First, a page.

When Prince Harry was in Jamaica, he was much admired for his musical moves, getting down to Bob Marley and dancing in his blue suede shoes.
British pop musician Gary Barlow was also traveling around the Commonwealth, recording 210 separate artist contributions for his Jubilee single, and, when he was in Jamaica he managed to get Harry on the tambourine, as shown in this clip (scroll to 1:35).
The track was broadcast this morning on a BBC radio breakfast show.
Barlow used his laptop to record Harry's musical contribution after visiting him while he was in Jamaica.
He said of the experience: “He's fun and relaxed and he's a really nice kid. We caught him on his last day in Jamaica. We turned up and I asked him would he play on the record and he said 'I don't sing'. But I said, 'No, no - I don't want you to sing, I want you to play the tambourine’. Then we met him later on that night and he did the tambourine hit and we spun it into the track. He probably hasn't got a clue what he's part of just yet.”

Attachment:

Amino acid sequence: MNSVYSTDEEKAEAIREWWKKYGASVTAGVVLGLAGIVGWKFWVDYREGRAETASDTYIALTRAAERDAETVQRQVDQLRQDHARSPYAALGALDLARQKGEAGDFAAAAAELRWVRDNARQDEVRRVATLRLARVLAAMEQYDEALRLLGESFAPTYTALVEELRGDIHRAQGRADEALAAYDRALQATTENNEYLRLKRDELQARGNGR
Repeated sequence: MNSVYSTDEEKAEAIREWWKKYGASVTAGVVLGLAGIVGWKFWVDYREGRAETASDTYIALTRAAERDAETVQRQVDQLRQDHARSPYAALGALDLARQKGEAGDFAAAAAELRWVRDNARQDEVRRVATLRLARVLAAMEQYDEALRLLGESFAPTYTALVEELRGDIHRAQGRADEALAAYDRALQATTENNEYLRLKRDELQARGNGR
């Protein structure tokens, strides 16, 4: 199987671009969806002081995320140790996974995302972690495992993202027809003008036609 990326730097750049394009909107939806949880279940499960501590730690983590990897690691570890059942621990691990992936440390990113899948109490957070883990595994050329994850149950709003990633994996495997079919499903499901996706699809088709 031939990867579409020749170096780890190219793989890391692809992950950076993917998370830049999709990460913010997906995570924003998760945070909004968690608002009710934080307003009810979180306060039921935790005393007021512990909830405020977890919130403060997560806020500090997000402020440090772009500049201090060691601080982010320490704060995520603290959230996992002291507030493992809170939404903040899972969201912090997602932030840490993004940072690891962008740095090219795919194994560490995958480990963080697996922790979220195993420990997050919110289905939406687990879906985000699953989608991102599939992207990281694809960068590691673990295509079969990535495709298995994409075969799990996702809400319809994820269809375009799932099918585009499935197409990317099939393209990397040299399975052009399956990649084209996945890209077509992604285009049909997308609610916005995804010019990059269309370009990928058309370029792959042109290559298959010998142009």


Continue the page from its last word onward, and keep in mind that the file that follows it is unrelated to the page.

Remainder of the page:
Barlow travelled around various Commonwealth countries to record 210 musicians for the new single including the Royal Solomon Islands Police Force Band, the Sydney Symphony Orchestra, young drummers from Kenya's Kibera slum and the Australian musician Gurrumul.
The song was co-written by Barlow and the composer Andrew Lloyd Webber after an approach from Buckingham Palace, and will form part of a commemorative Jubilee album by Gary Barlow & The Commonwealth Band, to be released by Decca Records on Monday May 28th. The proceeds from “Sing” will raise funds for The Queen Elizabeth Diamond Jubilee Trust.
Sixty years and hardly a slip.